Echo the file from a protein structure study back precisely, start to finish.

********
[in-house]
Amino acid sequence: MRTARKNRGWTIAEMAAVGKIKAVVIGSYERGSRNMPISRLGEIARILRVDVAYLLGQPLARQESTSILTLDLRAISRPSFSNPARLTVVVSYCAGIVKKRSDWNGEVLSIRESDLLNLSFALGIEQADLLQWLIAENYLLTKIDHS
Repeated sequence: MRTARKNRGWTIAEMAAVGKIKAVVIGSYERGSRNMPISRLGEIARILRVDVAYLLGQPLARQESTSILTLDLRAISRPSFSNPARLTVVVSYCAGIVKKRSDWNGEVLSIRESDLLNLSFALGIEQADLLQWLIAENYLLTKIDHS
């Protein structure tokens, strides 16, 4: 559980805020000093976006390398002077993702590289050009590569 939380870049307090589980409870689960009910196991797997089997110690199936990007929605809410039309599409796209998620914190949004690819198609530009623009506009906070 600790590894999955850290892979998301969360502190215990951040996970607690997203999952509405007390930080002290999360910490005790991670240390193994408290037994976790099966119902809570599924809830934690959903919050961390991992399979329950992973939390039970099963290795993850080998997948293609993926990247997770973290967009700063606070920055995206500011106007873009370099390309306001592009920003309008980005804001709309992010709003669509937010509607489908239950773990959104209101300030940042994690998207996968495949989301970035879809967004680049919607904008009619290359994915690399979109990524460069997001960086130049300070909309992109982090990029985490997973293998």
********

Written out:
[in-house]
Amino acid sequence: MRTARKNRGWTIAEMAAVGKIKAVVIGSYERGSRNMPISRLGEIARILRVDVAYLLGQPLARQESTSILTLDLRAISRPSFSNPARLTVVVSYCAGIVKKRSDWNGEVLSIRESDLLNLSFALGIEQADLLQWLIAENYLLTKIDHS
Repeated sequence: MRTARKNRGWTIAEMAAVGKIKAVVIGSYERGSRNMPISRLGEIARILRVDVAYLLGQPLARQESTSILTLDLRAISRPSFSNPARLTVVVSYCAGIVKKRSDWNGEVLSIRESDLLNLSFALGIEQADLLQWLIAENYLLTKIDHS
């Protein structure tokens, strides 16, 4: 559980805020000093976006390398002077993702590289050009590569 939380870049307090589980409870689960009910196991797997089997110690199936990007929605809410039309599409796209998620914190949004690819198609530009623009506009906070 600790590894999955850290892979998301969360502190215990951040996970607690997203999952509405007390930080002290999360910490005790991670240390193994408290037994976790099966119902809570599924809830934690959903919050961390991992399979329950992973939390039970099963290795993850080998997948293609993926990247997770973290967009700063606070920055995206500011106007873009370099390309306001592009920003309008980005804001709309992010709003669509937010509607489908239950773990959104209101300030940042994690998207996968495949989301970035879809967004680049919607904008009619290359994915690399979109990524460069997001960086130049300070909309992109982090990029985490997973293998």